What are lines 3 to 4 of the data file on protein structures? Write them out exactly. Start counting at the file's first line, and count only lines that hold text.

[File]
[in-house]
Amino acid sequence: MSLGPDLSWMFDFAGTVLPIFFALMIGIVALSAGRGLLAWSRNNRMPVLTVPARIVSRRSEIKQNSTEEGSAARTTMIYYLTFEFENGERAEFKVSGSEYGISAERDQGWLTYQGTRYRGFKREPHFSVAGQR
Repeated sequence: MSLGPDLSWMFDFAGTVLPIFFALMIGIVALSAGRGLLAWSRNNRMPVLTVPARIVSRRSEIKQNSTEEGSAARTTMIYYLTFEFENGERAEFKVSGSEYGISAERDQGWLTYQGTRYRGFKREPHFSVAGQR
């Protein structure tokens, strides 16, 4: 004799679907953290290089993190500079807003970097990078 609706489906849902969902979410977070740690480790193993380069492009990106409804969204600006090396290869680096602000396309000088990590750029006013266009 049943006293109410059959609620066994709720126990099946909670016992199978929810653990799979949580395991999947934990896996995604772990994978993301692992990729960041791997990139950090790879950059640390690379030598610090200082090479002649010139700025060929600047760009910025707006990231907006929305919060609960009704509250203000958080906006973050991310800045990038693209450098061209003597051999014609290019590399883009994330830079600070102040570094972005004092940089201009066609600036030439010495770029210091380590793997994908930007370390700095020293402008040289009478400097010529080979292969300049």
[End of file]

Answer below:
Repeated sequence: MSLGPDLSWMFDFAGTVLPIFFALMIGIVALSAGRGLLAWSRNNRMPVLTVPARIVSRRSEIKQNSTEEGSAARTTMIYYLTFEFENGERAEFKVSGSEYGISAERDQGWLTYQGTRYRGFKREPHFSVAGQR
């Protein structure tokens, strides 16, 4: 004799679907953290290089993190500079807003970097990078 609706489906849902969902979410977070740690480790193993380069492009990106409804969204600006090396290869680096602000396309000088990590750029006013266009 049943006293109410059959609620066994709720126990099946909670016992199978929810653990799979949580395991999947934990896996995604772990994978993301692992990729960041791997990139950090790879950059640390690379030598610090200082090479002649010139700025060929600047760009910025707006990231907006929305919060609960009704509250203000958080906006973050991310800045990038693209450098061209003597051999014609290019590399883009994330830079600070102040570094972005004092940089201009066609600036030439010495770029210091380590793997994908930007370390700095020293402008040289009478400097010529080979292969300049």